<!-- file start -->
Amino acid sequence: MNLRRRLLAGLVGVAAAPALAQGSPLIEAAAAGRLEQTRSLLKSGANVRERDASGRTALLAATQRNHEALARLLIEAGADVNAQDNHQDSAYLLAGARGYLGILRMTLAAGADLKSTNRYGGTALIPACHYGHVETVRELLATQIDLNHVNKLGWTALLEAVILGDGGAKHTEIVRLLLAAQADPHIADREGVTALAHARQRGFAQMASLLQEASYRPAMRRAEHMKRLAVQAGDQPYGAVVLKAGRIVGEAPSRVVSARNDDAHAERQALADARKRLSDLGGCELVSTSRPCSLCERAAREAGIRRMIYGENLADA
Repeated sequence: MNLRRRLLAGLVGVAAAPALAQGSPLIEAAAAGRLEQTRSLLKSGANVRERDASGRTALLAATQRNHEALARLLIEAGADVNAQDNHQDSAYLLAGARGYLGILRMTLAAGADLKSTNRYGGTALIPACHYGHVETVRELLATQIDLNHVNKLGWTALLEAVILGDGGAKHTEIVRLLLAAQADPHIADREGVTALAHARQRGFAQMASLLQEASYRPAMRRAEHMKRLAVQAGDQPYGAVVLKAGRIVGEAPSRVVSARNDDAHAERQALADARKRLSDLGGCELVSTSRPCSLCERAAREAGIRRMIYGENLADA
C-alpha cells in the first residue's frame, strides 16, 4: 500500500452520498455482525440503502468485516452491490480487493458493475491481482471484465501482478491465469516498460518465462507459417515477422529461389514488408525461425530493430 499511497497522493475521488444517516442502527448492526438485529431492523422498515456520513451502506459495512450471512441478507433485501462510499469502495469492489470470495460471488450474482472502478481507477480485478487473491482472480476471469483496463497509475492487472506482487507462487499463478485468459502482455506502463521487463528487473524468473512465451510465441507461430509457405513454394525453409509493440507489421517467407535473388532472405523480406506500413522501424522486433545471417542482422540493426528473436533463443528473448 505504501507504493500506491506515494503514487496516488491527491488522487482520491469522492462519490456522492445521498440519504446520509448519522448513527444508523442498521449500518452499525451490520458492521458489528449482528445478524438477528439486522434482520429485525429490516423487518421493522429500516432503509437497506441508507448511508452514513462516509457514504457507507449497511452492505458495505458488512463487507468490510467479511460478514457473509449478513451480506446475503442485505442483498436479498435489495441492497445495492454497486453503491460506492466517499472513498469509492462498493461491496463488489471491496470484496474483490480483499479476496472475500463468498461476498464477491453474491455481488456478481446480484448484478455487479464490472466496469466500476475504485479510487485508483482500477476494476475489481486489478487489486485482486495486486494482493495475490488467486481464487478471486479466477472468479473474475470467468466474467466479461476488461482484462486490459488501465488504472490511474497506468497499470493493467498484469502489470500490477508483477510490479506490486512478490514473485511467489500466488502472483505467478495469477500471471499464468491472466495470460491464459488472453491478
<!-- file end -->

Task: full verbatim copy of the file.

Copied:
Amino acid sequence: MNLRRRLLAGLVGVAAAPALAQGSPLIEAAAAGRLEQTRSLLKSGANVRERDASGRTALLAATQRNHEALARLLIEAGADVNAQDNHQDSAYLLAGARGYLGILRMTLAAGADLKSTNRYGGTALIPACHYGHVETVRELLATQIDLNHVNKLGWTALLEAVILGDGGAKHTEIVRLLLAAQADPHIADREGVTALAHARQRGFAQMASLLQEASYRPAMRRAEHMKRLAVQAGDQPYGAVVLKAGRIVGEAPSRVVSARNDDAHAERQALADARKRLSDLGGCELVSTSRPCSLCERAAREAGIRRMIYGENLADA
Repeated sequence: MNLRRRLLAGLVGVAAAPALAQGSPLIEAAAAGRLEQTRSLLKSGANVRERDASGRTALLAATQRNHEALARLLIEAGADVNAQDNHQDSAYLLAGARGYLGILRMTLAAGADLKSTNRYGGTALIPACHYGHVETVRELLATQIDLNHVNKLGWTALLEAVILGDGGAKHTEIVRLLLAAQADPHIADREGVTALAHARQRGFAQMASLLQEASYRPAMRRAEHMKRLAVQAGDQPYGAVVLKAGRIVGEAPSRVVSARNDDAHAERQALADARKRLSDLGGCELVSTSRPCSLCERAAREAGIRRMIYGENLADA
C-alpha cells in the first residue's frame, strides 16, 4: 500500500452520498455482525440503502468485516452491490480487493458493475491481482471484465501482478491465469516498460518465462507459417515477422529461389514488408525461425530493430 499511497497522493475521488444517516442502527448492526438485529431492523422498515456520513451502506459495512450471512441478507433485501462510499469502495469492489470470495460471488450474482472502478481507477480485478487473491482472480476471469483496463497509475492487472506482487507462487499463478485468459502482455506502463521487463528487473524468473512465451510465441507461430509457405513454394525453409509493440507489421517467407535473388532472405523480406506500413522501424522486433545471417542482422540493426528473436533463443528473448 505504501507504493500506491506515494503514487496516488491527491488522487482520491469522492462519490456522492445521498440519504446520509448519522448513527444508523442498521449500518452499525451490520458492521458489528449482528445478524438477528439486522434482520429485525429490516423487518421493522429500516432503509437497506441508507448511508452514513462516509457514504457507507449497511452492505458495505458488512463487507468490510467479511460478514457473509449478513451480506446475503442485505442483498436479498435489495441492497445495492454497486453503491460506492466517499472513498469509492462498493461491496463488489471491496470484496474483490480483499479476496472475500463468498461476498464477491453474491455481488456478481446480484448484478455487479464490472466496469466500476475504485479510487485508483482500477476494476475489481486489478487489486485482486495486486494482493495475490488467486481464487478471486479466477472468479473474475470467468466474467466479461476488461482484462486490459488501465488504472490511474497506468497499470493493467498484469502489470500490477508483477510490479506490486512478490514473485511467489500466488502472483505467478495469477500471471499464468491472466495470460491464459488472453491478